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Old 08-08-2012, 09:20 PM
 
Location: 112 Ocean Avenue
5,706 posts, read 9,630,158 times
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Quote:
Originally Posted by owenc View Post

I actually wish our education system was like the USA education system then it would be easier to get a good job because its harder here.
That's why we chant we're number 1 because that's as high as most of can count here in the USofA.
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Old 08-09-2012, 01:16 AM
 
Location: North West Northern Ireland.
20,633 posts, read 23,874,995 times
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Ok that's fine. I just found it odd that a b would be considered bad, I think the previous boy just went to a high intellectual school or else everyone is competitive there because a b here is not a bad grade. A bad grade Is a d.
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Old 08-11-2012, 05:01 AM
 
Location: Earth Wanderer, longing for the stars.
12,406 posts, read 18,972,661 times
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Quote:
Originally Posted by eskercurve View Post
Many private schools here are religious. I attended private Catholic primary and secondary schools. Though, it is ingrained in the local culture. I grew up in a historically Catholic Irish and Polish area. When the city expanded in the 1920s to include the area I grew up in, they already had a well developed Catholic system, so there wasn't much need to have public schools there. And in Chicago, yeah, I'm glad I attended a private system. Much better quality.
Catholic school education is better than public(government) schools in some areas of the US and worse in others. Generally, they are less expensive than other private schools and they accept any student that meets their qualifications and can pay, regardless of religious background. I don't believe the non-Catholic students are required to take Catholic religious education now, but such was not the case when I was a child.

In some places, like New York City, most parents who can afford to will send their children to private schools, even though these tend, as already mentioned, to be expensive. This has generally been because the public schools that the child is assigned is not such a good one.

Parents, middle class and above, frequently choose a community in which to purchase a house dependent upon the quality of the public schools in the area.

In some neighborhoods, because the private and parochial schools are allowed to expel students who are disruptive or who don't make the grade, these students are then left to the public school system to deal with.

There is also the issue, in the states, of home schooling. Some states do not follow up on these home schooled children at all and some require regular reporting. Many children are home schooled by parents who are heavy religious fundamentalists and resent some things taught in regular science classes, like evolution. Not all, though.
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Old 08-11-2012, 06:22 AM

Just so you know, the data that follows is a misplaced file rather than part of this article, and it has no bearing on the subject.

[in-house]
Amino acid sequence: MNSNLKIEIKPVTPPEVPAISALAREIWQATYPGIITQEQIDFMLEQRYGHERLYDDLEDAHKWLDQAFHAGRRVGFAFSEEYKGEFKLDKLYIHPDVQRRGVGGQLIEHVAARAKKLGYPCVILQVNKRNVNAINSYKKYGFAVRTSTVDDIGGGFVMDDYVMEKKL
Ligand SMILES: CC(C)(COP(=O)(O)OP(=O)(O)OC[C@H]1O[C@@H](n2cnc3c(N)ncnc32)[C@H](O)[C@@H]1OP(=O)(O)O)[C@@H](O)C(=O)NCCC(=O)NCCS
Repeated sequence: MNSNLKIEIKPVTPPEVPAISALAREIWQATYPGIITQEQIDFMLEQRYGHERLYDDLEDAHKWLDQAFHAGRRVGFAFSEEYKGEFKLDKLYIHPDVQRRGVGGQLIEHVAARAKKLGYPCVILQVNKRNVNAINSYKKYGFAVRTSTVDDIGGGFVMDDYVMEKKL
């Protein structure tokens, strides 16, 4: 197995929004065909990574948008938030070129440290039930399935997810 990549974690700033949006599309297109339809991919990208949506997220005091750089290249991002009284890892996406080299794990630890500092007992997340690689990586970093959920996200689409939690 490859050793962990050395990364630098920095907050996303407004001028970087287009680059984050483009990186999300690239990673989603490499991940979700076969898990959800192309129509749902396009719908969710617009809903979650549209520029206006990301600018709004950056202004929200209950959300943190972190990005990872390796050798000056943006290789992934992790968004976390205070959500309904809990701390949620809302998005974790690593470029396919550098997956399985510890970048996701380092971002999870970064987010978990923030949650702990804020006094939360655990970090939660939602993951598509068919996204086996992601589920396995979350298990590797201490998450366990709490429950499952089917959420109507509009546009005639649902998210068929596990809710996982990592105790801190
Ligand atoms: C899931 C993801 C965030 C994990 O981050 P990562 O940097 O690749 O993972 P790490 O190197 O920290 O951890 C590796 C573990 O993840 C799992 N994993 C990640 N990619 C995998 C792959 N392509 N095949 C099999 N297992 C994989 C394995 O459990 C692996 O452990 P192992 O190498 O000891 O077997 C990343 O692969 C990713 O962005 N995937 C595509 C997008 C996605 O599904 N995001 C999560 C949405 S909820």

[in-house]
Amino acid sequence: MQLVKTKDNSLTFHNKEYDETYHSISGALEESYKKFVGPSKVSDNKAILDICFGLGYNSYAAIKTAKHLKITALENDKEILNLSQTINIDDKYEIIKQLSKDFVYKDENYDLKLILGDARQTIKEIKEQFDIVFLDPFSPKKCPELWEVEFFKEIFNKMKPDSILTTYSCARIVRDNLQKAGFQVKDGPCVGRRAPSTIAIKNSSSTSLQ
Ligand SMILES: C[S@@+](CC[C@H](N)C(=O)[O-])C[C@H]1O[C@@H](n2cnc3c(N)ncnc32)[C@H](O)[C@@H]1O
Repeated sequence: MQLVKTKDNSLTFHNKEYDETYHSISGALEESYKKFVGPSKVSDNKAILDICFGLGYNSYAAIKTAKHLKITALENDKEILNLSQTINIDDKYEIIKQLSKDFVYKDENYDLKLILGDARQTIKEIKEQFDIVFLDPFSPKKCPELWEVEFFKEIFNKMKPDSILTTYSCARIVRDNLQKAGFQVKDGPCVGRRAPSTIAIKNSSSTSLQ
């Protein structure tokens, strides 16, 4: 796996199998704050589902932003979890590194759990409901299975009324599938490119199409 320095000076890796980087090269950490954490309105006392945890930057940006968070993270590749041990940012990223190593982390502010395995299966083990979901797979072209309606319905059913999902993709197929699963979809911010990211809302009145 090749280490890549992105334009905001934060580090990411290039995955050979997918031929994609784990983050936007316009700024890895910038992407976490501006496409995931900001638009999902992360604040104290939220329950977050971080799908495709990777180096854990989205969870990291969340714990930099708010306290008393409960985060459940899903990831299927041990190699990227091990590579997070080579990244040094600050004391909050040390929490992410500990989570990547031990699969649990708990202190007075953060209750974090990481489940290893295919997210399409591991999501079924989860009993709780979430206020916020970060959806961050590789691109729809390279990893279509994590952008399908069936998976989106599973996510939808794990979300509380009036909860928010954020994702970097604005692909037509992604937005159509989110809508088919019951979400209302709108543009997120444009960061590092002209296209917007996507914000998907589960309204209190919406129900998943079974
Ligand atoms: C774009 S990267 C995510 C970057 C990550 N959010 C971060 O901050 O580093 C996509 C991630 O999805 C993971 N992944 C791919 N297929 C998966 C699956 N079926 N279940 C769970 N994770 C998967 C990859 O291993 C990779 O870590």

43,659 posts, read 44,385,284 times
Reputation: 20559
Quote:
Originally Posted by dunno what to put here View Post
In the UK we have..

Nursery, Reception, Primary School and High School.

Primary school runs from Year 1 to Year 6 while High School runs from Year 7 to Year 11, and then after High School you can stay on for 'Sixth Form' which is Year 12 and Year 13 IIRC.

The law changed recently meaning that this years Year 11's have to stay in some form of education until they are 18, before you could automatically leave high school in Year 11 and go work without going to college or anything.

Most schools in the country have summer holidays running from mid July to early September, in Scotland though I believe they leave in June.
When I went to school in England there was infant school (ages 5-7), then primary school (ages 7-11/years 1-5) and after that secondary school. There were 3 terms with a week off in the middle/half-term and then larger breaks around Christmas & Easter. The school year ran from the beginning of September towards the end of July.

I also went to school in the USA, France & Israel. The French system had elementary school grades 1-8 (starting at age 6) and the Israeli system used to have a similar system, but then changed over to system compatible with the USA of elementary school grades 1-6, junior high school grades 7-8 and high school grades 9-12. Finally the Israeli system changed to having a middle school (instead of junior high school) again similar to the American system which I believe starts in grade 6. A distinctive feature of the Israeli system is that there is are 2 public/state systems one is a state/public secular school system and the other is a state/public religious (Jewish religion) school system.

The French school week was Mondays, Tuesdays, Thursdays, Fridays & Saturdays with Wednesdays and Sundays off. The Israeli school was a 6 day week with only Saturdays off (and Fridays a shorter school day). The French and Israeli school years run from September through June. In Israel Christmas and New Year Day (January 1st) are regular school (and work) days.

Last edited by Chava61; 08-11-2012 at 06:31 AM..
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Old 08-11-2012, 04:54 PM
 
Location: PG County, MD
581 posts, read 969,228 times
Reputation: 356
Quote:
Originally Posted by owenc View Post
Ok that's fine. I just found it odd that a b would be considered bad, I think the previous boy just went to a high intellectual school or else everyone is competitive there because a b here is not a bad grade. A bad grade Is a d.
A B is not a bad grade, but a 66% is - that's a D in most American schools.
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